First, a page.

As colleges and universities work to reach enrollment and college completion goals, increased focus has turned to the Hispanic populations in their communities.
Earlier this year, Dalton State College became the first institution in the state of Georgia to receive official status as an Hispanic serving institution (HSI). While Texas and Florida have numerous HSIs, Dalton State is a rarity in the Southeast.
In order to apply to the U.S. Department of Education for HSI designation, a college or university must be an accredited, degree-granting institution with at least 25 percent full-time-equivalent undergraduate Hispanic enrollment. Introduced in 1995 with 189 institutions, HSIs presently number 523 across the U.S., and such institutions are eligible to receive federal funds to further their educational mission.
Colleges and universities eager to recruit students can look at the K-12 student population to see potential students, says Dr. Deborah A. Santiago, CEO of Excelencia in Education.
“The education pipeline is going to be full of Latinos because we’re young and fast-growing,” says Santiago.
Exploring potential students
Santiago says many institutions are taking a look at what the Latino populations look like in their communities and are seeking out community-based organizations to learn more and make valuable connections.
“Get educated about the Latino community where you are and be informed with data, because that’s what’s going to compel decision-makers and those that have money to invest,” says Santiago. “Identify community-based organizations and those trusted in the community. Partner with them to make sure you’re an effective pipeline.”
For the past decade, Excelencia has published an annual list of “Emerging Hispanic-Serving Institutions” that looks at schools with between 15 percent and 24.94 percent Hispanic student populations. On the 2017-18 list, there is one such institution each in Arkansas and Louisiana, two each in Georgia, Oklahoma and Virginia and six in North Carolina.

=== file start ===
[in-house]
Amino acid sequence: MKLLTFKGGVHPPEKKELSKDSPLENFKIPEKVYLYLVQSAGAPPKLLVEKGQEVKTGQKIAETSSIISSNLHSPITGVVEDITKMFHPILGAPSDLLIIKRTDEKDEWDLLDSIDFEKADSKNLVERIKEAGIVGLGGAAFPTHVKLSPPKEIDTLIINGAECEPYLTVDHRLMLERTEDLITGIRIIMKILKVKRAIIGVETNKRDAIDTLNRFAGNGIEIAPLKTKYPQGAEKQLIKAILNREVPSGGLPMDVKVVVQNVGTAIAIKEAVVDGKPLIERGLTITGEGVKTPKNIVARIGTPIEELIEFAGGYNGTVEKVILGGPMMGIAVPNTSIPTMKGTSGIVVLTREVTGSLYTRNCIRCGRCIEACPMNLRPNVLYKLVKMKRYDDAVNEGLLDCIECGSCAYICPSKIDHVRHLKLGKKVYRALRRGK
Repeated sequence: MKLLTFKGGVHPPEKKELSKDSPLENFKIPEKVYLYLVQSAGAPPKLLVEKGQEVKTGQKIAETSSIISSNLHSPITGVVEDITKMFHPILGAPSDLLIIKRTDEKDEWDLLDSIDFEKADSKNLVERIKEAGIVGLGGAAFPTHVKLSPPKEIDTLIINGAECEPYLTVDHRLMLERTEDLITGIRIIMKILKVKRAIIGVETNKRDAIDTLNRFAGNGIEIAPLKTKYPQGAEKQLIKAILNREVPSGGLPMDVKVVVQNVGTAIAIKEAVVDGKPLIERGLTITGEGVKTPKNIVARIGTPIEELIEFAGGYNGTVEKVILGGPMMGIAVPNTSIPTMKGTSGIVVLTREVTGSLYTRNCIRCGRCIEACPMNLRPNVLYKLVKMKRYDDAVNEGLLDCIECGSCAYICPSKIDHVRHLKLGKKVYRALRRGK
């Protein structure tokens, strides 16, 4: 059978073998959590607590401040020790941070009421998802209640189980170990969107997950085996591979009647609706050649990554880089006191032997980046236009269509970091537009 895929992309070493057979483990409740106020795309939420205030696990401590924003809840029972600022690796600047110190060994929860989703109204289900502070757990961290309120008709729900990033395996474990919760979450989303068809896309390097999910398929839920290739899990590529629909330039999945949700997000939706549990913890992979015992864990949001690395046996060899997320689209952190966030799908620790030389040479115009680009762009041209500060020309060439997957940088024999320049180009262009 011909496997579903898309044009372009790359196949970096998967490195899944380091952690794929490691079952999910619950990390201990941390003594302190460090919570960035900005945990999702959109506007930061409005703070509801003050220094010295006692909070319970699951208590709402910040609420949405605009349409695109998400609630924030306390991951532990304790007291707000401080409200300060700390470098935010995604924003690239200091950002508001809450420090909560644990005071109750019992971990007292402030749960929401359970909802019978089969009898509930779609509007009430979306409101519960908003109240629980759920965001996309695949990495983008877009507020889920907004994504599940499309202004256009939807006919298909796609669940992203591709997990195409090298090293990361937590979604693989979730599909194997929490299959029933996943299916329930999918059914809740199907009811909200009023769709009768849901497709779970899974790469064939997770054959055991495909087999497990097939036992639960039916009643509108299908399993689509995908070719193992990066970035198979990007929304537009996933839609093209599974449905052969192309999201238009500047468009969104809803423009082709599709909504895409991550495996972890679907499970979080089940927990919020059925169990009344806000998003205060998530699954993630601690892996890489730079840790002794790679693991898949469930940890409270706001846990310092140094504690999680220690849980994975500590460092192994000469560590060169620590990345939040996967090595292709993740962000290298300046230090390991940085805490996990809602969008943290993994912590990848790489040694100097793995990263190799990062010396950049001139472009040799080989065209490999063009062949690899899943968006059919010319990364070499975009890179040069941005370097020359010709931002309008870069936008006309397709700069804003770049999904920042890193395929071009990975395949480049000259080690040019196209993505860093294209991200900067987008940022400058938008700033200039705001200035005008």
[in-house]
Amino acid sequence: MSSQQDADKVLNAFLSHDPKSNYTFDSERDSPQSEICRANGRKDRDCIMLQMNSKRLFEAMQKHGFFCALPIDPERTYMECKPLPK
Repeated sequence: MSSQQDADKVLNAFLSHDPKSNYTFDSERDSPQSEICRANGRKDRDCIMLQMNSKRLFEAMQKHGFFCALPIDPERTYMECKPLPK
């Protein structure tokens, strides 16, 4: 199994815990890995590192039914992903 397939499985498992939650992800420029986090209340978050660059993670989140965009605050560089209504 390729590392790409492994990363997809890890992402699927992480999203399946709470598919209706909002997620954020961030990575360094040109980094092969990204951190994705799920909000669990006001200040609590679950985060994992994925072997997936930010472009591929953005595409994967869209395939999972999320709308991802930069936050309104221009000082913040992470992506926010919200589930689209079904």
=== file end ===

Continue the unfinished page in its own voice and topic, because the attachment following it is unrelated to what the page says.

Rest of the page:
“The other thing we’re testing is this idea of what it really means to serve students,” says Santiago. “Why 25 percent? Is that just an arbitrary threshold? You could be serving Hispanic students at 20 percent and you could have 35 percent Hispanic enrollment and not do anything differently for Hispanic students.”
Over the past five years, 19 institutions in the Southeast have joined the Hispanic Association of Colleges & Universities (HACU). And 54 schools from the Southeast attended HACU’s 2018 annual conference, which was held for the first time in Atlanta.
“They want to learn how to do their work better with respect to Hispanic success in higher education,” says Dr. Antonio R. Flores, president and CEO of HACU. “They interact with the institutions that have been HSIs for a long time and learn from them. They come to our conferences and learn new ideas and practices they can develop and implement in their own institutions. [And] find out about new resources they can tap to improve their capacity with respect to serving Hispanics.”
Quincy Jenkins, director of Hispanic-Latinx outreach and Summer Bridge at Dalton State College, says his position was created in 2013, several years before the college applied for HSI status. The college’s vice president saw the school’s changing demographics and decided to be proactive in addressing those changes.
“The first thing I would suggest is that institutions get intentional about targeting their Latinx populations on campus and in the community as a whole,” Jenkins says. “Research shows that the best way to retain students who identify as Hispanic or Latinx [is they] tend to come from a culture that values family decision-making at every level, so we have programs that do that.”
A grant from the Georgia Board of Regents allowed for the creation of a family-engagement program.